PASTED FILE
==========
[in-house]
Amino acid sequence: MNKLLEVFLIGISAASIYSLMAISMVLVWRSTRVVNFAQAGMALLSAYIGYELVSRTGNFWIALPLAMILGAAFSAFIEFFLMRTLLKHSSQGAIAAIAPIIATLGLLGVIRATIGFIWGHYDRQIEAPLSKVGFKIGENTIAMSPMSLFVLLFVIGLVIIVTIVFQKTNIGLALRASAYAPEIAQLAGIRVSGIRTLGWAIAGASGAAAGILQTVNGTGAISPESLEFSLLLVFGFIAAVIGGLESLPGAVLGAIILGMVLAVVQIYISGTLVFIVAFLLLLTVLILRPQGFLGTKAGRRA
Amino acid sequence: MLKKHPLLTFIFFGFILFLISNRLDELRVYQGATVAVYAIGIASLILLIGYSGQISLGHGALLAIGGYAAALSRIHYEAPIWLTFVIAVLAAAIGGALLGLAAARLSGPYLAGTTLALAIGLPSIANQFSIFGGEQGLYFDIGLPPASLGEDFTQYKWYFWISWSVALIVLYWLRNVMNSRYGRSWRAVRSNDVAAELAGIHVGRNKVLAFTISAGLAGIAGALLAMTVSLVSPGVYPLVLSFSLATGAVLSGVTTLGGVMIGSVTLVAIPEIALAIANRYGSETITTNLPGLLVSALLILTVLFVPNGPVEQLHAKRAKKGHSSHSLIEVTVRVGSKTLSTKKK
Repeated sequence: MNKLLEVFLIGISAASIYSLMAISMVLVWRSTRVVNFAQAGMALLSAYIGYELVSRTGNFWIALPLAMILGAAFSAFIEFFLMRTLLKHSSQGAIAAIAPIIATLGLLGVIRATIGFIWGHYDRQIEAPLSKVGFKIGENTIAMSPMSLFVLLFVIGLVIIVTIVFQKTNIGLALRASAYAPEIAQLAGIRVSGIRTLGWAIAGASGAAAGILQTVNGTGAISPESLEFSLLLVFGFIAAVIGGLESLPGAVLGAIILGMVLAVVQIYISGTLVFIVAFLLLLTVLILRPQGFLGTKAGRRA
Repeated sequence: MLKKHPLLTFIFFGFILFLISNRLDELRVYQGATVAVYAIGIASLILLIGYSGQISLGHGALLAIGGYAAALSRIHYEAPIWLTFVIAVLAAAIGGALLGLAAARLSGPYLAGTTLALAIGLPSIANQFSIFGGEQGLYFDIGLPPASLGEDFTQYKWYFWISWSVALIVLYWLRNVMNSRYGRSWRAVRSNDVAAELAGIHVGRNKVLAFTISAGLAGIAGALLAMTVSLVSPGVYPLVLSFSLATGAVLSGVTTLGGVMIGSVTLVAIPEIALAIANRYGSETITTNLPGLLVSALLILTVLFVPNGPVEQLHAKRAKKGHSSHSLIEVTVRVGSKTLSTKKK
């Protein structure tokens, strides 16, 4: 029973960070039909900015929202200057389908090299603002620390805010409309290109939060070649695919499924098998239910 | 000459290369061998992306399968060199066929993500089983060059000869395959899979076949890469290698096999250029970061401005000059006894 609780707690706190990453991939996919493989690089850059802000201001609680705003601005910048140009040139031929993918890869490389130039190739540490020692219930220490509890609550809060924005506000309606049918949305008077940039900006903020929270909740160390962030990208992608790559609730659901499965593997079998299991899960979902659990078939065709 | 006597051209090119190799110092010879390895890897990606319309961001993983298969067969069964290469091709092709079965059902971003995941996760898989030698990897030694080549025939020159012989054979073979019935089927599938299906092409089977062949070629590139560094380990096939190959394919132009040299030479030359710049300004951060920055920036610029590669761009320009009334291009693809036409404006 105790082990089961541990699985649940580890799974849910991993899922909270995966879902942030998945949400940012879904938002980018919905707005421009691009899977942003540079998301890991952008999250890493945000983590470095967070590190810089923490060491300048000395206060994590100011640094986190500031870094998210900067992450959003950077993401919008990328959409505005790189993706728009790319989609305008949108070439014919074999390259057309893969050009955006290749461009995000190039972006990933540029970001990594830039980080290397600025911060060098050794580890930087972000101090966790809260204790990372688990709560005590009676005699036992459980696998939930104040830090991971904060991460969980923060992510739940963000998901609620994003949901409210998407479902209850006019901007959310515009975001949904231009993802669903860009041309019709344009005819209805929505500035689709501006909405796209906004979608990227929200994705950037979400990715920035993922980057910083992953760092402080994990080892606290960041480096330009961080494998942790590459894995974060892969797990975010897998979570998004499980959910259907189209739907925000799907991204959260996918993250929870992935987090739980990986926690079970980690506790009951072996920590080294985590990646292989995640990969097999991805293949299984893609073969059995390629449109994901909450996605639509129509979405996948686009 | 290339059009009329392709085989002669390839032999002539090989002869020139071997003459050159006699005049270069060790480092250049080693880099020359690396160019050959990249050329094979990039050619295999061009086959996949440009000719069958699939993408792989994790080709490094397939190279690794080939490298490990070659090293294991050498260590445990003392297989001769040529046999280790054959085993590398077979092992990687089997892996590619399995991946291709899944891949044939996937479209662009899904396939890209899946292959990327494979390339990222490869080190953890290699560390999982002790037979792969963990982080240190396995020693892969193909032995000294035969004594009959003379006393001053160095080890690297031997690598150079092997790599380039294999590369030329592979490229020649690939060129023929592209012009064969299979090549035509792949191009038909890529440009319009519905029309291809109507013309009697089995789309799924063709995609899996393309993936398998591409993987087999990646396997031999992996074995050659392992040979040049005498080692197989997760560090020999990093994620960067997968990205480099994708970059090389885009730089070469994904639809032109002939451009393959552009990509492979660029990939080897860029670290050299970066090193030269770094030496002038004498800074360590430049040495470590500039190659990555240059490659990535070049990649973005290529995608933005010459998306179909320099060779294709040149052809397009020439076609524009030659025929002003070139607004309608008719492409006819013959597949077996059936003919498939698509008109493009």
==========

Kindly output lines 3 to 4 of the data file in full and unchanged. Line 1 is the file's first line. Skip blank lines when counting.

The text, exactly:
Amino acid sequence: MLKKHPLLTFIFFGFILFLISNRLDELRVYQGATVAVYAIGIASLILLIGYSGQISLGHGALLAIGGYAAALSRIHYEAPIWLTFVIAVLAAAIGGALLGLAAARLSGPYLAGTTLALAIGLPSIANQFSIFGGEQGLYFDIGLPPASLGEDFTQYKWYFWISWSVALIVLYWLRNVMNSRYGRSWRAVRSNDVAAELAGIHVGRNKVLAFTISAGLAGIAGALLAMTVSLVSPGVYPLVLSFSLATGAVLSGVTTLGGVMIGSVTLVAIPEIALAIANRYGSETITTNLPGLLVSALLILTVLFVPNGPVEQLHAKRAKKGHSSHSLIEVTVRVGSKTLSTKKK
Repeated sequence: MNKLLEVFLIGISAASIYSLMAISMVLVWRSTRVVNFAQAGMALLSAYIGYELVSRTGNFWIALPLAMILGAAFSAFIEFFLMRTLLKHSSQGAIAAIAPIIATLGLLGVIRATIGFIWGHYDRQIEAPLSKVGFKIGENTIAMSPMSLFVLLFVIGLVIIVTIVFQKTNIGLALRASAYAPEIAQLAGIRVSGIRTLGWAIAGASGAAAGILQTVNGTGAISPESLEFSLLLVFGFIAAVIGGLESLPGAVLGAIILGMVLAVVQIYISGTLVFIVAFLLLLTVLILRPQGFLGTKAGRRA